VATICAN CITY – The importance of marriage and the family and the values needed to sustain family life can be an appropriate starting point for interreligious dialogue, said an official of the Pontifical Council for the Family.
Franciscan Father Gianfranco Grieco described as “interesting” Saudi Arabian King Abdullah Aziz’s idea to initiate a dialogue with Muslims, Christians and Jews to defend the family, moral values and the importance of religion.
While Saudi Arabia is a strictly Islamic country where the public practice of any other faith is illegal, King Abdullah announced March 24 that he had been consulting Muslim religious leaders about the possibility of inviting “all religions to sit together with their brothers, faithfully and sincerely, as we all believe in the same God” to discuss “the crisis all humanity is suffering in the current time.”
The institution of the family has been “weakened and dismantled,” a lack of faith and religious practice has spread and “there is a lack of ethics, loyalty and sincerity,” he said.
The king’s speech, published in English by the official Saudi Press Agency, said that after more consultations with Muslim leaders he hoped to convoke meetings with Christians and Jews because the Bible and the Torah, like the Quran, contain teaching that would help humanity defend itself against “those who tamper (with) religions, ethics and family systems.”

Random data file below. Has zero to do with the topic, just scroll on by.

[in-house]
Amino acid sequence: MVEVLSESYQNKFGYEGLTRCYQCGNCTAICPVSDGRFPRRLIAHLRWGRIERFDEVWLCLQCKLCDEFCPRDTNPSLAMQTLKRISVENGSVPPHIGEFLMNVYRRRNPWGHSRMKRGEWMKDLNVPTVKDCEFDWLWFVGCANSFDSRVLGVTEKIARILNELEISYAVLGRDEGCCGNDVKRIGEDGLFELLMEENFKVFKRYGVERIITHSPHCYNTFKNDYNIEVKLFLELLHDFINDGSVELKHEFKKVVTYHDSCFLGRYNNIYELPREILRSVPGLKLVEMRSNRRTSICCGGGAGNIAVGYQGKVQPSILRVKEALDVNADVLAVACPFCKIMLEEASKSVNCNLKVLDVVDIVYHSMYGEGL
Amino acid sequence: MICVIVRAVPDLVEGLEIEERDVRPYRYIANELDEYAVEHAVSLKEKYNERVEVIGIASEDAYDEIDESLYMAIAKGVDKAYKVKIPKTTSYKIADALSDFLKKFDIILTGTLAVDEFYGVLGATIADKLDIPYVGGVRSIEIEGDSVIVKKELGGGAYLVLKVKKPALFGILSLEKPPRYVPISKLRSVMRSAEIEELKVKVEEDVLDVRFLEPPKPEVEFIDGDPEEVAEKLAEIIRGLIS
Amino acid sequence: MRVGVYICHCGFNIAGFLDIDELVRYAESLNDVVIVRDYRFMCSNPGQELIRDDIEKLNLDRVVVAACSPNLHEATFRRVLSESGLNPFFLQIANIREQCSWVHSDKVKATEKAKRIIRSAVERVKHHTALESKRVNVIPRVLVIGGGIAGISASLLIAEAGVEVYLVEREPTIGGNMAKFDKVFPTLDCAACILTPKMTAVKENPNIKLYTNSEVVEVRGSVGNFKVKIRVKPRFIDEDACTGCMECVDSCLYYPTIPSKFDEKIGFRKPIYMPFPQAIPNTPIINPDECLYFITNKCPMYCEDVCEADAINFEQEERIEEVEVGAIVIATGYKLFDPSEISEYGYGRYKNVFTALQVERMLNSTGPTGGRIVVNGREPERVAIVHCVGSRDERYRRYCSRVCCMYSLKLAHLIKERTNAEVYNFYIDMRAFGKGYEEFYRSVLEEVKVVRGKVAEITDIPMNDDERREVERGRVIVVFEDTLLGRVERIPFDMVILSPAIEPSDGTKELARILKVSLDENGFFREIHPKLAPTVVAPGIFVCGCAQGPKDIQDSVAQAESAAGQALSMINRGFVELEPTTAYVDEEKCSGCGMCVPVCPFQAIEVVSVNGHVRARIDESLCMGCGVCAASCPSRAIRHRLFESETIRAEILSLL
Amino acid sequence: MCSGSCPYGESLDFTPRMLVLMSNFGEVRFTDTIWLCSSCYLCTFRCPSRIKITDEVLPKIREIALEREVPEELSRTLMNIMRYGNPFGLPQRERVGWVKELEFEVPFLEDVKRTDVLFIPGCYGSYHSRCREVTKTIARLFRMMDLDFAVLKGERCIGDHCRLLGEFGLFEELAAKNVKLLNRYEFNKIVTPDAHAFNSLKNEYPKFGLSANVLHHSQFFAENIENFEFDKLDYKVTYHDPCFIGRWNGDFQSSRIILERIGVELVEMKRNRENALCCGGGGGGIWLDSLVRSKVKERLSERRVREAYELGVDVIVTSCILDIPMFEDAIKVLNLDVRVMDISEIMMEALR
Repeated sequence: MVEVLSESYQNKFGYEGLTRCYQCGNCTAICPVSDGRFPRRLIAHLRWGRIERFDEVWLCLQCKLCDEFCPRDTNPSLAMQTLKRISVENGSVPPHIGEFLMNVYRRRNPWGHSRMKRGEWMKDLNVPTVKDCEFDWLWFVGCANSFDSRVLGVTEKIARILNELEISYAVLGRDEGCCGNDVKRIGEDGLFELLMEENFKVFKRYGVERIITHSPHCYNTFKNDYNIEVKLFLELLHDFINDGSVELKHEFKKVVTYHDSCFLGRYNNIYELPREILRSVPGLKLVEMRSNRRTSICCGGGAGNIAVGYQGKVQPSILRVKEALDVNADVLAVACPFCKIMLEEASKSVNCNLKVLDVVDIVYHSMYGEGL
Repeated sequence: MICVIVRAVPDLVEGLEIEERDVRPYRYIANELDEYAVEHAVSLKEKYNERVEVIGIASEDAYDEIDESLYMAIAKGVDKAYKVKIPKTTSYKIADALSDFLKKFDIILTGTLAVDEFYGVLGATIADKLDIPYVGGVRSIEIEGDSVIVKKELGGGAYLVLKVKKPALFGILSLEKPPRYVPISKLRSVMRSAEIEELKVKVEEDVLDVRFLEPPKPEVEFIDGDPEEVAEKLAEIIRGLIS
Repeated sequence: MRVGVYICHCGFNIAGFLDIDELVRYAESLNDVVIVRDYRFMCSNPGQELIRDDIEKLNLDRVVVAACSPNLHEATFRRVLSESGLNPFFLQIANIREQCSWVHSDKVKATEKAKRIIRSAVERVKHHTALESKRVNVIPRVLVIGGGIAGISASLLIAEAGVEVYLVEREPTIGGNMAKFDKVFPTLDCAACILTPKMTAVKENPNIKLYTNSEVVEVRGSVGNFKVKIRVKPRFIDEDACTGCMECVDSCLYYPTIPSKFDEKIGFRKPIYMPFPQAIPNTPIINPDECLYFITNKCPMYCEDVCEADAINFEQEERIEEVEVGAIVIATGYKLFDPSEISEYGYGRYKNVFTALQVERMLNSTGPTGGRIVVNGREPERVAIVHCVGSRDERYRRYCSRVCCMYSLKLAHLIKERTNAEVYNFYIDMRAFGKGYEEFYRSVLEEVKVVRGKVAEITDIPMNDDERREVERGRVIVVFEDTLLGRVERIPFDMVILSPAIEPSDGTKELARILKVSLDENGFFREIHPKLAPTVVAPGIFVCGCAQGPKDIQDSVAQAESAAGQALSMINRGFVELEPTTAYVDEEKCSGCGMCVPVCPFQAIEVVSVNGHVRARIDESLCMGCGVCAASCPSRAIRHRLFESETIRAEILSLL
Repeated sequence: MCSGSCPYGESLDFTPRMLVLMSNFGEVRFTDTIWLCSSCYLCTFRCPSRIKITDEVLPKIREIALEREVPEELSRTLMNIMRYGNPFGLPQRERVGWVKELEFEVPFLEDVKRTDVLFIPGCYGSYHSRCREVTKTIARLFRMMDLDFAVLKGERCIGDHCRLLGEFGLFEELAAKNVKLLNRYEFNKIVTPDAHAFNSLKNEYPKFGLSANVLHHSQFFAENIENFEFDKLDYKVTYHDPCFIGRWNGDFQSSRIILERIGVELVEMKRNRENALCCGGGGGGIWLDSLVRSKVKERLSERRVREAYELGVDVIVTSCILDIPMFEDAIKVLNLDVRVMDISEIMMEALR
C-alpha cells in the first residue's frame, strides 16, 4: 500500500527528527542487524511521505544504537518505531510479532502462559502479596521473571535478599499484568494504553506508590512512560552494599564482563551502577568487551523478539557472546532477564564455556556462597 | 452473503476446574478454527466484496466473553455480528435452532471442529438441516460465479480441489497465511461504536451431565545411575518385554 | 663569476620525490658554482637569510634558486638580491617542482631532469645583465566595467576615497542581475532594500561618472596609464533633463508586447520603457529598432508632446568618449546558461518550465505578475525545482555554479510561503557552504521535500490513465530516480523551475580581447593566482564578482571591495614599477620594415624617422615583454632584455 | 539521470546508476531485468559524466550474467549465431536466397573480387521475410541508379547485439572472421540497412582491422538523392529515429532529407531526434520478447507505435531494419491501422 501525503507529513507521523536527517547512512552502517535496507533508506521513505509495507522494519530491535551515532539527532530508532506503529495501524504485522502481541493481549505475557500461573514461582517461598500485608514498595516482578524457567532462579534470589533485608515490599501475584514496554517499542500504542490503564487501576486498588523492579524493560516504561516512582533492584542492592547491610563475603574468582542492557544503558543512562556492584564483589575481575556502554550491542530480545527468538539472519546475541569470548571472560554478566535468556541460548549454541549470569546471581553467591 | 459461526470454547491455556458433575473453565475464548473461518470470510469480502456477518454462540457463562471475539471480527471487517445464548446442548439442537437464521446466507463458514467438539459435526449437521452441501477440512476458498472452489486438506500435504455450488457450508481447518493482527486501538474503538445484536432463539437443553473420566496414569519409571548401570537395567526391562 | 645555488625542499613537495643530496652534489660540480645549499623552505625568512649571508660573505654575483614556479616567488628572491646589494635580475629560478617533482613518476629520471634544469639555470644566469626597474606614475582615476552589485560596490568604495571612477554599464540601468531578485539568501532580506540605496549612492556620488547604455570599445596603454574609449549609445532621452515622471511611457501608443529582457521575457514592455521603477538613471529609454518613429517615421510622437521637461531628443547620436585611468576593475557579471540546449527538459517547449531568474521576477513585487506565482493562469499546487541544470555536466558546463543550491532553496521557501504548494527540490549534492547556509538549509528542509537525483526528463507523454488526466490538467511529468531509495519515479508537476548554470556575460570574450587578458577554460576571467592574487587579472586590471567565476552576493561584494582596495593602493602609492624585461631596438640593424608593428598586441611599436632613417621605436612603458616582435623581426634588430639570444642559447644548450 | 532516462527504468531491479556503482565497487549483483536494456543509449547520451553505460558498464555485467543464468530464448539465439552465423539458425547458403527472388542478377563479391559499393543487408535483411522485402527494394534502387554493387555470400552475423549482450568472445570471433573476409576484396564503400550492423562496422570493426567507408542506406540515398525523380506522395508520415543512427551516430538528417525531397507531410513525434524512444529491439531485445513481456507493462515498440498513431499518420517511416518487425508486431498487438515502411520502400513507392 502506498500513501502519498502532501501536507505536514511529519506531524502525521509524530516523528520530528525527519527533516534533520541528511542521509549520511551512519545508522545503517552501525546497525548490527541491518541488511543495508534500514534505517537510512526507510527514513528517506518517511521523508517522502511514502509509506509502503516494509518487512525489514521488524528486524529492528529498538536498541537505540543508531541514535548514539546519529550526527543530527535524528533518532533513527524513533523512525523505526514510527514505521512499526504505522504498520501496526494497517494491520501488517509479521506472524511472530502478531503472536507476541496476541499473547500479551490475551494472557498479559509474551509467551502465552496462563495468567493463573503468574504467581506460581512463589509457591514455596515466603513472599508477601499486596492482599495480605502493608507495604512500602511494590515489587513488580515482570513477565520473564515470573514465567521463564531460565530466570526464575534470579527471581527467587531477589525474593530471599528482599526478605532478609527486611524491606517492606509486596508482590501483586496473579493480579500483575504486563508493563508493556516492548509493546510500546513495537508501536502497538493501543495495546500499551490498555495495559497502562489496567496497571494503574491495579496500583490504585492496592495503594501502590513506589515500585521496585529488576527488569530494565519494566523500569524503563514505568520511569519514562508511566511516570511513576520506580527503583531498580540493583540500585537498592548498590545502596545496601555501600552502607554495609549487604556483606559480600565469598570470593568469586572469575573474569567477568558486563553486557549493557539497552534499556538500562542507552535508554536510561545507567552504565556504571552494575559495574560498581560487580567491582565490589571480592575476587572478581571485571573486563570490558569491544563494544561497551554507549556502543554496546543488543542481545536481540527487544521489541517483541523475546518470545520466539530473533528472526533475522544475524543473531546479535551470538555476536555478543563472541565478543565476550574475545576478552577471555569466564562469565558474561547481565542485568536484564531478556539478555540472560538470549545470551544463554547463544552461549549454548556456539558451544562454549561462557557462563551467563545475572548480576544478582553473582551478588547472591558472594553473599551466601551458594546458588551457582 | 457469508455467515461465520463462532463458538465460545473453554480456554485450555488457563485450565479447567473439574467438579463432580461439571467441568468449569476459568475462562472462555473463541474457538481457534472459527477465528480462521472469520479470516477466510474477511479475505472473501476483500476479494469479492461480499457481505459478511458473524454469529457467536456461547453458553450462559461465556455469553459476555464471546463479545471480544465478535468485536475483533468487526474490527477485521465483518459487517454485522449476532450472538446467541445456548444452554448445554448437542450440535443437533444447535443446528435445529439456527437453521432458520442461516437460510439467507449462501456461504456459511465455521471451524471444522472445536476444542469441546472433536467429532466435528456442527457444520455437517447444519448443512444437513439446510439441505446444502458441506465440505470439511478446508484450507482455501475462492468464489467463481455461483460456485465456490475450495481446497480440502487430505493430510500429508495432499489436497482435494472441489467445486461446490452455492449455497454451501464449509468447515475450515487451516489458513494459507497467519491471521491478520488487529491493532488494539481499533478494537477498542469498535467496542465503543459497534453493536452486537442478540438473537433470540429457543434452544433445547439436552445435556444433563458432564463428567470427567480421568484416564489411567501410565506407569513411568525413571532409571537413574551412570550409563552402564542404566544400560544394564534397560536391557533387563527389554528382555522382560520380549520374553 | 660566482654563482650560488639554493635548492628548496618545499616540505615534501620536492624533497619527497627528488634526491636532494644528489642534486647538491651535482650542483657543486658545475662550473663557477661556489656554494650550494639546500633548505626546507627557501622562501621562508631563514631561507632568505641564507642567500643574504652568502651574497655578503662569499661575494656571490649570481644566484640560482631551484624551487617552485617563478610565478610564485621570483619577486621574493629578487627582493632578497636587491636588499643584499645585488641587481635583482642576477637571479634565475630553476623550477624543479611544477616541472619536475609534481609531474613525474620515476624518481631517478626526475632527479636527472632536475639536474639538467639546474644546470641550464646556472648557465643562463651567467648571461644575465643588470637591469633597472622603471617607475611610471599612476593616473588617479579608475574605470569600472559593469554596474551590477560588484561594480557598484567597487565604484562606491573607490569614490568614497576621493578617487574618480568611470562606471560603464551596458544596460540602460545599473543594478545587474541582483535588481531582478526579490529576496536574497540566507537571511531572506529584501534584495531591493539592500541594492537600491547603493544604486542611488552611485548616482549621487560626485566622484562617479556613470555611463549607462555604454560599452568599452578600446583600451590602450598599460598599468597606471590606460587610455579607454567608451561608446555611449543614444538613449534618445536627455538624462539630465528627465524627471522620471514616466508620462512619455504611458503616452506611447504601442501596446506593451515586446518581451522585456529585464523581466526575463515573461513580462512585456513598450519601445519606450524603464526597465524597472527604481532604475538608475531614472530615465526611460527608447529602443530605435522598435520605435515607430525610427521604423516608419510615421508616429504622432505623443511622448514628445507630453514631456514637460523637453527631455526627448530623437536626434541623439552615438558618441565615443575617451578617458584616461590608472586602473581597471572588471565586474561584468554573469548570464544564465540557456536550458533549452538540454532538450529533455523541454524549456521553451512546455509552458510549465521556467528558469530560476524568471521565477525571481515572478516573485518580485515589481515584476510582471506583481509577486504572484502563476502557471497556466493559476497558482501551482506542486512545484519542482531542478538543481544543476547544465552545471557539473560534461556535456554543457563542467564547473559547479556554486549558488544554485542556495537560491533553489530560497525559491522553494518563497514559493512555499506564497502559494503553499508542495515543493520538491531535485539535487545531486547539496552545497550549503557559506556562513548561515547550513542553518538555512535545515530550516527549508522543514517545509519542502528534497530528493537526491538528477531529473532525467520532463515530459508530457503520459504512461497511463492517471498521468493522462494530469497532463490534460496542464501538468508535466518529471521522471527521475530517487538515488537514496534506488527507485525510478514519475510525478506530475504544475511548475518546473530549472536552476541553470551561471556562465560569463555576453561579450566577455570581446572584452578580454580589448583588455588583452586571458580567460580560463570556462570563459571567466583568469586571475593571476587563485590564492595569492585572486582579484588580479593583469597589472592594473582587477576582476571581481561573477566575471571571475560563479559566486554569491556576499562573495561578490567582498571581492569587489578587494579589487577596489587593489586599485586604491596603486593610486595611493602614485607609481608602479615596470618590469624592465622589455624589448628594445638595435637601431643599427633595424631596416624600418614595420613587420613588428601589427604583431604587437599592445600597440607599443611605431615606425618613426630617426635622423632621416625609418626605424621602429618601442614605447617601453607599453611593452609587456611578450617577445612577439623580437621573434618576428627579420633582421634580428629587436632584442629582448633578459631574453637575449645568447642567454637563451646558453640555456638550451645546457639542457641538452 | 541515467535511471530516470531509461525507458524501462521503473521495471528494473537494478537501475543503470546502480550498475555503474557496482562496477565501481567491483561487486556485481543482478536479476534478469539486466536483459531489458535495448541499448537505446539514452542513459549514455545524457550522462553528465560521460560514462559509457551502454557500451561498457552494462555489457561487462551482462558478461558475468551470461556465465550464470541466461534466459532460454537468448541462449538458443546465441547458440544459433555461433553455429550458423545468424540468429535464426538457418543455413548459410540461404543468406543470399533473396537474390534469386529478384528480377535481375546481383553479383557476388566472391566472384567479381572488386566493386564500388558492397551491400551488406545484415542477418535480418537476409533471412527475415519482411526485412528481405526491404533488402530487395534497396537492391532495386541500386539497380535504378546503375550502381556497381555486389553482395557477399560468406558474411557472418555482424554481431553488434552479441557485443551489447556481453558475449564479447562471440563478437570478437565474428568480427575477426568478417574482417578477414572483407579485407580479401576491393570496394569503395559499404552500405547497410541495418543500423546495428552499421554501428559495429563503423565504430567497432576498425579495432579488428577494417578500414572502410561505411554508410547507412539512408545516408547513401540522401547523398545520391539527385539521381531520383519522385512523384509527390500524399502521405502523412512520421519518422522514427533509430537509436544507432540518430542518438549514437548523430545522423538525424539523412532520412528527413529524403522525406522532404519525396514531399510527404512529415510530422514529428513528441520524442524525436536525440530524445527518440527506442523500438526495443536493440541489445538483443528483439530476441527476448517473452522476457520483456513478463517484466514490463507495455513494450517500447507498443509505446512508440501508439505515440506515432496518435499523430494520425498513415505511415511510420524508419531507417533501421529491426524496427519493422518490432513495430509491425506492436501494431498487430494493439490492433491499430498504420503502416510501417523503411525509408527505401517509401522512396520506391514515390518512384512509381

King Abdullah said he had discussed the idea with Pope Benedict XVI when he traveled to the Vatican in November. A Vatican official confirmed they discussed the idea of a dialogue on common values.
The king said the pope “warmly welcomed me” in “a meeting of a human to a human, which I would never forget.”
Commenting on the king’s proposal, Father Grieco told Catholic News Service March 27, “Everything that helps family stability, values and education from whatever source – Christian, Muslim or Jewish – is good. We all know the importance of the family.”
The king’s concern, he said, shows that the family is experiencing a crisis in many parts of the world, not just in the West.
The fact that the idea for the dialogue came from a king whose country does not respect freedom of religion and worship is a concern, Father Grieco said, “but that situation cannot be changed overnight. We must meet, talk and get to know one another.”
“If the point of departure is the family, I think it is a good starting point,” he said. “That which unites us must be our focus, especially for the future of our children, of humanity.”
Cardinal Jean-Louis Tauran, president of the Pontifical Council for Interreligious Dialogue, was unavailable for comment.